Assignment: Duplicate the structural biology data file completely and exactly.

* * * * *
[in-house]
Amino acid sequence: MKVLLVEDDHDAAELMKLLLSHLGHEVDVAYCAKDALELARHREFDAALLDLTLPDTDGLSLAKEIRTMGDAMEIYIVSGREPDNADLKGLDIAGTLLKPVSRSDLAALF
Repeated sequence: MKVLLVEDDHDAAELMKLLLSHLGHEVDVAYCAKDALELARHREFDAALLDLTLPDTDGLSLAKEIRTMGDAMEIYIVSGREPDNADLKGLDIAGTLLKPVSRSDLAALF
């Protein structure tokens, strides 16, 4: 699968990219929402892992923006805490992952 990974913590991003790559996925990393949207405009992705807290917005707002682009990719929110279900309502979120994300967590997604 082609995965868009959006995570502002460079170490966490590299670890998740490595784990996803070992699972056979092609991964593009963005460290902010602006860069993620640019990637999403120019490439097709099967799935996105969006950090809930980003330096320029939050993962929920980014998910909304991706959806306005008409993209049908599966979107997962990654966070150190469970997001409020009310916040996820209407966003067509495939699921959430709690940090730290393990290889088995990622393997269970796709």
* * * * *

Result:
[in-house]
Amino acid sequence: MKVLLVEDDHDAAELMKLLLSHLGHEVDVAYCAKDALELARHREFDAALLDLTLPDTDGLSLAKEIRTMGDAMEIYIVSGREPDNADLKGLDIAGTLLKPVSRSDLAALF
Repeated sequence: MKVLLVEDDHDAAELMKLLLSHLGHEVDVAYCAKDALELARHREFDAALLDLTLPDTDGLSLAKEIRTMGDAMEIYIVSGREPDNADLKGLDIAGTLLKPVSRSDLAALF
């Protein structure tokens, strides 16, 4: 699968990219929402892992923006805490992952 990974913590991003790559996925990393949207405009992705807290917005707002682009990719929110279900309502979120994300967590997604 082609995965868009959006995570502002460079170490966490590299670890998740490595784990996803070992699972056979092609991964593009963005460290902010602006860069993620640019990637999403120019490439097709099967799935996105969006950090809930980003330096320029939050993962929920980014998910909304991706959806306005008409993209049908599966979107997962990654966070150190469970997001409020009310916040996820209407966003067509495939699921959430709690940090730290393990290889088995990622393997269970796709």